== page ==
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to Dublin, he was greatly chagrined on learning of the death of Elizabeth; but he signed the proclamation of James I, and on 8 April renewed his submission before the lord deputy and council in Dublin. He consented to go to England, and about the end of May he sailed with Mountjoy and Rory O'Donnell [q. v.] on board the Tramontana.

Narrowly escaping shipwreck on the Skerries, he and his companions landed at Beaumaris, and immediately proceeded to London, where they arrived, not without some rough experience on Tyrone's part of the feelings of hostility with which he was regarded by Englishmen, on 4 June. He was graciously received by the king at Hampton Court, and confirmed in his title and estate. But a feeling of bitter hostility towards him prevailed. ‘I have lived,’ exclaimed Sir John Harington, ‘to see that damnable rebel Tyrone brought to England, honoured, and well liked. … How I did labour after that knave's destruction! … who now smileth in peace at those who did hazard their lives to destroy him.’ He returned to Ireland towards the end of August, and was shortly afterwards involved in a dispute with Donnell O'Cahan [q. v.], formerly his principal urragh, but, by the terms of his submission to Sir Henry Docwra on 27 July 1602, constituted an independent chieftain. Tyrone maintained that O'Cahan's independence was incompatible with the terms of his own restoration, and insisted on exacting his customary rents from him. He was supported by Mountjoy, and O'Cahan submitted. Subsequently, during the deputyship of Sir Arthur Chichester, it became the object of the government to reverse Mountjoy's policy, and, by persuading the minor chiefs ‘to depend wholly and immediately’ upon the crown, to break down the territorial influence of the native aristocracy. At the instigation of George Montgomery, bishop of Derry, O'Cahan in 1606 renewed his suit against Tyrone. The government, which, without having anything very definite to charge Tyrone with, had for some time past suspected his intention to raise up a fresh rebellion, thought the matter worthy of close attention, and in April 1607 summoned the earl to Dublin to answer O'Cahan's plaint. Whether the suspicions of the government were well founded or not—and subsequent revelations seem to show that they were—Tyrone's violent behaviour towards O'Cahan in the council-chamber greatly damaged his cause. The government, unable to come to any definite conclusion, referred the matter to the king's decision, and Tyrone promised to go to London.

Meanwhile information had reached Cuconnacht Maguire in the Netherlands that it was intended to arrest Tyrone if he went to England. Subsequent arrests seem to prove that the information was not so ill-founded as has been imagined, though the undisguised surprise of Chichester when he heard of Tyrone's flight proves that he at least was unaware of any such design. Maguire at any rate believed the information to be sufficiently reliable to justify him in sending a vessel of eighty tons into the north of Ireland in order to facilitate his escape. Tyrone was at Slane with the lord deputy when the news of its arrival reached him. He seems to have come to an immediate decision, and it was afterwards recollected ‘that he took his leave of the lord deputy in a more sad and passionate manner than he used at other times.’ His wife, who hated him for his brutality, showed some reluctance to accompany him, but he swore to kill her on the spot ‘if she would not pass on with him and put on a more cheerful countenance withal.’ In the hurry of the flight his youngest son, Con, was left behind. At midnight on 14 Sept. 1607 Tyrone, Tyrconnel, their wives and retainers—ninety-nine persons in all—‘having little sea-store, and being otherwise miserably accommodated,’ sailed from Rathmullen.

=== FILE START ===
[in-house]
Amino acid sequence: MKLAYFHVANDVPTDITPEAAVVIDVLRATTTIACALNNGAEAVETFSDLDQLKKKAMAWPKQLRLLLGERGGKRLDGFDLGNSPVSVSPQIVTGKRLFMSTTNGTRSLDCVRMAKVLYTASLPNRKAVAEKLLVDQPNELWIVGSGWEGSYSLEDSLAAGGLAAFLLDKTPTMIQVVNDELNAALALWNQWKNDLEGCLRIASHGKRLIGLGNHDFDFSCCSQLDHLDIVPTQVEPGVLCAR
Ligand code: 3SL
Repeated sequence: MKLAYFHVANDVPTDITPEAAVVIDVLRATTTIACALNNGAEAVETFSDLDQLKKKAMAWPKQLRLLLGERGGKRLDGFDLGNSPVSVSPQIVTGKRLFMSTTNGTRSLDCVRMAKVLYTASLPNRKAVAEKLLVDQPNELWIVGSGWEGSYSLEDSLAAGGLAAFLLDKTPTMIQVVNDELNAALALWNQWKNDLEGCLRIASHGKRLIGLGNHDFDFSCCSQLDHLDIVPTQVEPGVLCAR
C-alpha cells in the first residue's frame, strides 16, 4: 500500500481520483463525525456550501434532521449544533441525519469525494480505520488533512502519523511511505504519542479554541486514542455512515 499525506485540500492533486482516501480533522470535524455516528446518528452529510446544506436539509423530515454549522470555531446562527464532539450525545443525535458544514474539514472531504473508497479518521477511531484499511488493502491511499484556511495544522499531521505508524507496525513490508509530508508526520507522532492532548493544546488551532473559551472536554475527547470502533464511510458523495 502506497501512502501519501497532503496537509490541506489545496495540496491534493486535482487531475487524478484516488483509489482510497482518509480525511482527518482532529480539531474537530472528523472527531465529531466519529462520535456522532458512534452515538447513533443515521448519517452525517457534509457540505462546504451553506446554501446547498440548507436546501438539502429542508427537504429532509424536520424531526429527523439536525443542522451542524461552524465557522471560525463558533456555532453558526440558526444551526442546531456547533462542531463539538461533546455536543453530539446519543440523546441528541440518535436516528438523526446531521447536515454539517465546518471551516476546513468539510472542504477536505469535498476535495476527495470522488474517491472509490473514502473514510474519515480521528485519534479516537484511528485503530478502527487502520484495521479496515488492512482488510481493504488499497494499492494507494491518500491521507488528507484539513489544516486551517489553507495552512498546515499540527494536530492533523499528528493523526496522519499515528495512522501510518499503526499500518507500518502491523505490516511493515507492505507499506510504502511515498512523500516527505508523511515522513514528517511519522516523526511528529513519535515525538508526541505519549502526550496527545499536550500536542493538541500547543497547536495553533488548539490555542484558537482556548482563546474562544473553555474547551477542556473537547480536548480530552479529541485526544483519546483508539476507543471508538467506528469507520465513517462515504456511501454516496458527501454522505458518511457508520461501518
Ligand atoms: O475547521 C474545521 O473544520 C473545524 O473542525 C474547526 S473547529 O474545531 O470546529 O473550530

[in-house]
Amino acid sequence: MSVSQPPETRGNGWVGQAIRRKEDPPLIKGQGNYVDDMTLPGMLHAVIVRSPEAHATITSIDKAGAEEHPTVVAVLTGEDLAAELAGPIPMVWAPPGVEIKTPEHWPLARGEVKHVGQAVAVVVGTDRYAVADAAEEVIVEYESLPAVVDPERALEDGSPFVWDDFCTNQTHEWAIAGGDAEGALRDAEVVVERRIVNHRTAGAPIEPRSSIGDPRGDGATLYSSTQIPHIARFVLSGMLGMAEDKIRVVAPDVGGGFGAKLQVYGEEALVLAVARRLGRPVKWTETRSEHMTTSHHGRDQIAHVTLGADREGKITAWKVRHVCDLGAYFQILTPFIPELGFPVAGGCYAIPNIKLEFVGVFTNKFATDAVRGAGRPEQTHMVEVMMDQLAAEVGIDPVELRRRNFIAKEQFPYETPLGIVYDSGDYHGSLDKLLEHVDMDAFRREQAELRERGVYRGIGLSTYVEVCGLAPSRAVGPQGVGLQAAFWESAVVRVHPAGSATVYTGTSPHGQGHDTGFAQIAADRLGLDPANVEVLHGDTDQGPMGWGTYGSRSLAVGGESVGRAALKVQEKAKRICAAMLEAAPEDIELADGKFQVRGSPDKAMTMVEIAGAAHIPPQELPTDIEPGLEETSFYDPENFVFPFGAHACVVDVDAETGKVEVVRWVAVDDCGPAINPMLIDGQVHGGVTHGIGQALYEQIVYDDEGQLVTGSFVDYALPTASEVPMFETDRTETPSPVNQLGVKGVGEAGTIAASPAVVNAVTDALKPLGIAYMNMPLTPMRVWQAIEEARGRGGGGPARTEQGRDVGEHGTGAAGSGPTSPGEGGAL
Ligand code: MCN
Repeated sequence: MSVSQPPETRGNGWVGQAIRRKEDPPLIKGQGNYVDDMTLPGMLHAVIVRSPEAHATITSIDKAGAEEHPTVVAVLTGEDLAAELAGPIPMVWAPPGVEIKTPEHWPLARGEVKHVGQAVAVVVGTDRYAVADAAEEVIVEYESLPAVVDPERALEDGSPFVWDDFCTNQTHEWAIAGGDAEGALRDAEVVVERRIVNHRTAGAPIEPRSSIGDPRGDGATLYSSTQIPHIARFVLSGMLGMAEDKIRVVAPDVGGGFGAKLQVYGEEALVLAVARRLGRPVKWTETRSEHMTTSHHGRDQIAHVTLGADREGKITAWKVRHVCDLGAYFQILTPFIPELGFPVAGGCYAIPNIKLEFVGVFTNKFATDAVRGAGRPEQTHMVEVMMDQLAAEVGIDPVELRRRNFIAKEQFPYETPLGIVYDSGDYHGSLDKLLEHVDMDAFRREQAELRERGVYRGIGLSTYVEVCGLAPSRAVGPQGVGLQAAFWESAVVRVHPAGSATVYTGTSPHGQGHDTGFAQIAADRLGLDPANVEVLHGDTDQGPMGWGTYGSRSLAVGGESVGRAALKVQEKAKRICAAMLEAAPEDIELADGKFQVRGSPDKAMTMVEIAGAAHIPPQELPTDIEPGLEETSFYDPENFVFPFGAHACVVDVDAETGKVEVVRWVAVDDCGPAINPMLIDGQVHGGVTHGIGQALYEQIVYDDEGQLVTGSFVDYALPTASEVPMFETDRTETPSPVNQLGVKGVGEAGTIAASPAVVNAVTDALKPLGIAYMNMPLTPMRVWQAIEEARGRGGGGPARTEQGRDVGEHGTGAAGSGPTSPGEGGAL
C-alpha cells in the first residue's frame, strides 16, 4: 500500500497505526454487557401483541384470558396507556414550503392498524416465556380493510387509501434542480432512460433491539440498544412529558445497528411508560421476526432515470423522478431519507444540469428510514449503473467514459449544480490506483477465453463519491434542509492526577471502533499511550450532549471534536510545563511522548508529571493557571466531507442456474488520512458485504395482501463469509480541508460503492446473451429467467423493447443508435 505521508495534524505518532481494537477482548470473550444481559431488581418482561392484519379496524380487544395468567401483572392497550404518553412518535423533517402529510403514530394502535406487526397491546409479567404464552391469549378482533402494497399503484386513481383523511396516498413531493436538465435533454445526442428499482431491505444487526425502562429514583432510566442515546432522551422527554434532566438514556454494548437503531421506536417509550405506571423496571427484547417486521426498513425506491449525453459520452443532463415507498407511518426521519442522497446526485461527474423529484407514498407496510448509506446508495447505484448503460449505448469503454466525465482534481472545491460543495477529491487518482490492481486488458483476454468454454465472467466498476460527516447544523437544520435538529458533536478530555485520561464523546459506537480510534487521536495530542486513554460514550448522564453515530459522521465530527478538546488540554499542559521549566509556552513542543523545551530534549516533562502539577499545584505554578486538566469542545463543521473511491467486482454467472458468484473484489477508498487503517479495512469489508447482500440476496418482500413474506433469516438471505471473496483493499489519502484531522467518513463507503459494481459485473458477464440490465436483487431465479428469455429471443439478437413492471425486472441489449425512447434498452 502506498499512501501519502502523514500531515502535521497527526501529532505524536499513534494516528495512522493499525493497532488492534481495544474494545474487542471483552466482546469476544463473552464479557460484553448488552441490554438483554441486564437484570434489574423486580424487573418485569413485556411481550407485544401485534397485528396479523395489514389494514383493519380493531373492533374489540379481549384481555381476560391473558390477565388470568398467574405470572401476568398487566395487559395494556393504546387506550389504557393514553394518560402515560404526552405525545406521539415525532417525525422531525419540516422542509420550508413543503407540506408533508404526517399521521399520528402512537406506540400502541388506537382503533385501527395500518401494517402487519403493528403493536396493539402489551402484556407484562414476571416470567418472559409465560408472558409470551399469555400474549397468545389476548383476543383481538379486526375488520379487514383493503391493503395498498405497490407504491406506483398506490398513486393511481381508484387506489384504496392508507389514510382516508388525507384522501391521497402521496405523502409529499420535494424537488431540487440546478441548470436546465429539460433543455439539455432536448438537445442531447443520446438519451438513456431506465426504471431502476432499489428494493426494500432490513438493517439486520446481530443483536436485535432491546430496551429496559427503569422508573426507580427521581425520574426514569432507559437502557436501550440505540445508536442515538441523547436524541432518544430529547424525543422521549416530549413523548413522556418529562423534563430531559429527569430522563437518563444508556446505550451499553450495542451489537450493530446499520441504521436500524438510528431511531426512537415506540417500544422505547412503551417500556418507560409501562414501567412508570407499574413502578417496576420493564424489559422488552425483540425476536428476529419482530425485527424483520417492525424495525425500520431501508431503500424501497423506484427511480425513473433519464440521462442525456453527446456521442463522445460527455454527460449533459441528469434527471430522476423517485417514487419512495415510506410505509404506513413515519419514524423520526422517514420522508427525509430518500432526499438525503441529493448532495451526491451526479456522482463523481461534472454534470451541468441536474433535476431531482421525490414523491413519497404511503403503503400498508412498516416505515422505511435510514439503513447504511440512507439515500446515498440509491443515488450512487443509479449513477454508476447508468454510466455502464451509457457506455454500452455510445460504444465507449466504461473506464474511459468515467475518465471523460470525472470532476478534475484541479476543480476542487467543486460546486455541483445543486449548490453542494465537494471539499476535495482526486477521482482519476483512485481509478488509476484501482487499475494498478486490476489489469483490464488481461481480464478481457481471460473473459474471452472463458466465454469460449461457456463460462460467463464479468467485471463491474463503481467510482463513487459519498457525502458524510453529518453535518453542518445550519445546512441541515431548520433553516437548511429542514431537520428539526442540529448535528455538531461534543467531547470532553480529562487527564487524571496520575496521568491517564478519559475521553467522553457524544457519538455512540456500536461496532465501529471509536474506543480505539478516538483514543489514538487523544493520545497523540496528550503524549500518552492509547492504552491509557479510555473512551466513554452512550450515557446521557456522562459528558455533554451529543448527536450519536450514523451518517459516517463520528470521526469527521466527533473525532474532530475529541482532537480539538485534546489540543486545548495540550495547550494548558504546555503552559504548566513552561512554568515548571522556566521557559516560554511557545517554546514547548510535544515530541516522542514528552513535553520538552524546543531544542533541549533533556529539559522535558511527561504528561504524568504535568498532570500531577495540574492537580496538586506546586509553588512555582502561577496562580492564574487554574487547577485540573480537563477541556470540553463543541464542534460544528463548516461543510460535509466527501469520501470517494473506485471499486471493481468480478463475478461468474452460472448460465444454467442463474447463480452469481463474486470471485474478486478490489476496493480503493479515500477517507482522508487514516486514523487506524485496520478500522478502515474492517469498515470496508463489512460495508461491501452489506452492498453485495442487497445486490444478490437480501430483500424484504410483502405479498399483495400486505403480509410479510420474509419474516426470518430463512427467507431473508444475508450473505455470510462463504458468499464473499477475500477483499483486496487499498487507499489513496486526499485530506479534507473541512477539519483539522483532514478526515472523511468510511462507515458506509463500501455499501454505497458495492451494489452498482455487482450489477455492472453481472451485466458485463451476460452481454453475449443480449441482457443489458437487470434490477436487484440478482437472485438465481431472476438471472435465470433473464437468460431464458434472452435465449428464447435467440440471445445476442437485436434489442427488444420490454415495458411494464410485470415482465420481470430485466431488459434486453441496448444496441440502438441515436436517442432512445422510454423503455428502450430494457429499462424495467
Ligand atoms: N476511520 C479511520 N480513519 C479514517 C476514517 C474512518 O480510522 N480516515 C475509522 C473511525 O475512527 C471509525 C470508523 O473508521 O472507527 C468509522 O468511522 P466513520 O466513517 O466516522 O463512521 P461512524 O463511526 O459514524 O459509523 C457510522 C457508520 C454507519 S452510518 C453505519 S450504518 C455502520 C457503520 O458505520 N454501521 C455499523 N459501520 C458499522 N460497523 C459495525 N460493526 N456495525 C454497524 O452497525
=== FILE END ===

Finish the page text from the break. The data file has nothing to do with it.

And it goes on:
The story of the flight was written in Irish by Teigue O'Keenan, a member of a family who acted as ollavs or hereditary bards to Maguire, in 1609. The original, which is incomplete, is preserved in the Franciscan convent removed from Rome to Dublin, and forms the basis of C. P. Meehan's ‘Fate and Fortunes of Tyrone and Tyrconnel.’ Intending to make for Spain, the fugitives encountered a violent storm, which drove them out of their course, and after three weeks' buffeting about they were glad to make the mouth of the Seine. Proceeding to Rouen, they were on their way to Paris, when, in consequence of the remonstrances of the English ambassador, they were compelled to withdraw into the Spanish Netherlands. Passing through Amiens, Arras, Douay, and Brussels, where they were splendidly entertained by Spinola, they reached Louvain on 9 Nov. There they passed the winter, and there Tyrone drew up that extraordinary catalogue of his grievances now preserved in the Record Office, London, which must astonish any one who expects to find in it any adequate explanation of his flight. Debarred from entering Spain, Tyrone accepted the hospitable offer of Paul V to take up his abode in Rome, and on 28 Feb. 1608 he and his companions, now reduced to thirty-two persons, left Louvain. They reached Rome at the end of April, and were